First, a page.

Speaking with Florida Today, Duane DeFreese, the executive director of the Indian River Lagoon National Estuary Program, said that the algae blooms are the result of an increasingly rough hurricane season and human contamination; when heavy rains flow, nitrogen and phosphorus from fertilizers, automobiles, and leak-prone septic tanks pour into the river via runoff. (There’s also the accompanying issue of seaweed being washed into the lagoon, as when it dies, it releases nutrients that the single-celled algae devour.)
As with any story about humans intentionally or unintentionally killing off wildlife by decimating their habitats, it’s important to keep in mind that more often than not, the choices we make that might first affect one particular species usually end up costing us just as dearly. In the case of the manatee deaths, this couldn’t be truer. For years, Florida municipalities have put off the costly updates their sewage infrastructure desperately needs, and for years, those septic tanks and sewer lines have responded by spewing treated and untreated sewage into bodies of water that humans regularly depend on for drinking, recreation, and everyday use.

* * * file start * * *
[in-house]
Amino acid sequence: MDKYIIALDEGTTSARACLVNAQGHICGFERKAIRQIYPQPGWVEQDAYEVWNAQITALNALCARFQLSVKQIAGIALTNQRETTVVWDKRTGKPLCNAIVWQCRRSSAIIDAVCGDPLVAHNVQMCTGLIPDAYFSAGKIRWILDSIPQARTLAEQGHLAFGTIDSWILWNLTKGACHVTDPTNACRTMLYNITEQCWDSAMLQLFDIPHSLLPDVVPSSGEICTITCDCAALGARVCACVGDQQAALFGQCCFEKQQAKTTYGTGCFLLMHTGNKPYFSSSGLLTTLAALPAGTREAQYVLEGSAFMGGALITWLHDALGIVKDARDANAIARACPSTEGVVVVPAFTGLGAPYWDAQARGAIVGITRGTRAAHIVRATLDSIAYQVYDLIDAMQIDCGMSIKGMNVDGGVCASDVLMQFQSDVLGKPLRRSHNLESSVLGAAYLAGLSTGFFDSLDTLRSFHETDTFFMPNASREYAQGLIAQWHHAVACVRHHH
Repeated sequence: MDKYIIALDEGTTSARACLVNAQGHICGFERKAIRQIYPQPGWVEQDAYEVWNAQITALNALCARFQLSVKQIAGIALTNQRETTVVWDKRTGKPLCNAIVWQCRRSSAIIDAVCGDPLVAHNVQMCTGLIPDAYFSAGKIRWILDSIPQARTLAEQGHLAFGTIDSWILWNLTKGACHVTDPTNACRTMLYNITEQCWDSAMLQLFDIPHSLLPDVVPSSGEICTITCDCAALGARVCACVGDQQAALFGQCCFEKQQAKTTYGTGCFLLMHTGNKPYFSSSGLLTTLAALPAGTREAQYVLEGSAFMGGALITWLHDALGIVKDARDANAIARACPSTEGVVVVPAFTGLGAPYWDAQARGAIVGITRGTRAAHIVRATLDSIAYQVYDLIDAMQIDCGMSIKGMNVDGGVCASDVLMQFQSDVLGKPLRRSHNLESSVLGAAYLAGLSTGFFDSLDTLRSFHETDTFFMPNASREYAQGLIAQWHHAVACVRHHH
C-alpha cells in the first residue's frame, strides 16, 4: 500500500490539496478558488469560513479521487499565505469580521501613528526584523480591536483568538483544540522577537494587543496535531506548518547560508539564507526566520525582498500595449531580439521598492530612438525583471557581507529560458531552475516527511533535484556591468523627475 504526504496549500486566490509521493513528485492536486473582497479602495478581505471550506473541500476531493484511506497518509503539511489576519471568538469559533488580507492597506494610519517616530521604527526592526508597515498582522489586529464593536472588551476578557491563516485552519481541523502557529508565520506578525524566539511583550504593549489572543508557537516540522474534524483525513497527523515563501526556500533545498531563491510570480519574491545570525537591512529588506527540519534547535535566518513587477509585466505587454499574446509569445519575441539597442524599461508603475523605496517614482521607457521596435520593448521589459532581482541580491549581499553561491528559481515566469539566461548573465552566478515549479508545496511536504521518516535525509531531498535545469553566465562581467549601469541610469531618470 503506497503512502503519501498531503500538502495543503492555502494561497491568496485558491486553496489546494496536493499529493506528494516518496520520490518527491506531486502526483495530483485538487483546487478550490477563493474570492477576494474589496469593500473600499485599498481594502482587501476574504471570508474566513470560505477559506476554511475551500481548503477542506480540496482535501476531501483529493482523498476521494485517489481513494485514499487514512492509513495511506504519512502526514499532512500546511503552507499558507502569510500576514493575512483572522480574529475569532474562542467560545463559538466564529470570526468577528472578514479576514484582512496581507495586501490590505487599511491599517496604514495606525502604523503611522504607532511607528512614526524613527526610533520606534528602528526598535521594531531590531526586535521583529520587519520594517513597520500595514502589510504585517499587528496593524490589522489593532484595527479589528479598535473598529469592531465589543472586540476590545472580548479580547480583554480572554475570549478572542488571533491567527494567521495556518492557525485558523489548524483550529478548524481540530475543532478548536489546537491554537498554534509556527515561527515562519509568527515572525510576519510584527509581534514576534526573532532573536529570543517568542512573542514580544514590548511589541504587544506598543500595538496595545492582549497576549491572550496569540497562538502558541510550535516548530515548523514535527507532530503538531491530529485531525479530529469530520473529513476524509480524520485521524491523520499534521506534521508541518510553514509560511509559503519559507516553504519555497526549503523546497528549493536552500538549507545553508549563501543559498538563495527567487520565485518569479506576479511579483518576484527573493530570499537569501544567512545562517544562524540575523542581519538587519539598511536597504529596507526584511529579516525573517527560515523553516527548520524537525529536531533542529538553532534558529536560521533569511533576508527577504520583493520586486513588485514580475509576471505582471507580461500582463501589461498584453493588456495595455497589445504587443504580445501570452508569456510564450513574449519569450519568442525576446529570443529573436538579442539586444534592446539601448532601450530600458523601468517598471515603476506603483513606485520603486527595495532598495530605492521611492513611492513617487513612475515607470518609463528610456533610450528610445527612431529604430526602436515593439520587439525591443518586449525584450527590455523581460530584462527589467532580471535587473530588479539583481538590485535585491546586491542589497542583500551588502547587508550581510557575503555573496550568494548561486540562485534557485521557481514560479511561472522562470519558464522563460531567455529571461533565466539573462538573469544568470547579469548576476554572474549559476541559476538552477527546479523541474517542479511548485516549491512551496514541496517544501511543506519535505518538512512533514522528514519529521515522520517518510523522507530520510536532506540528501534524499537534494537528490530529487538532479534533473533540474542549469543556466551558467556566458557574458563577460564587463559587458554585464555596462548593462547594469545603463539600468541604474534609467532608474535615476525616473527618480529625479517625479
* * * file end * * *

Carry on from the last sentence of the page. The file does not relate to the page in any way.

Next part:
Two years ago, the Florida Times-Union reported that between 2009 and 2019, roughly 1.6 billion gallons of wastewater flowed into the state’s estuaries and oceans due to deteriorating sewers; of that, 360 million gallons were untreated raw sewage. The culprit in many cases was pipes and sewer systems constructed decades ago, now in dire need of replacement or update—costly procedures that many local governments have staved off. The Times-Union, citing utility experts, found that replacing the state’s locally operated sewage systems would run up a bill in the hundreds of billions.
The problem is, if Floridians can’t afford to replace this crucial piece of infrastructure, it’s highly likely that they won’t be able to continue to reside in many of these areas comfortably. As Emily Atkin wrote for The New Republic in 2017, following Hurricane Irma, the combination of outdated pipes and storm surges resulted in the release of 28 million gallons of treated and untreated sewage in 22 Florida counties. “In other words,” Atkin wrote, “Irma was a literal shitstorm.”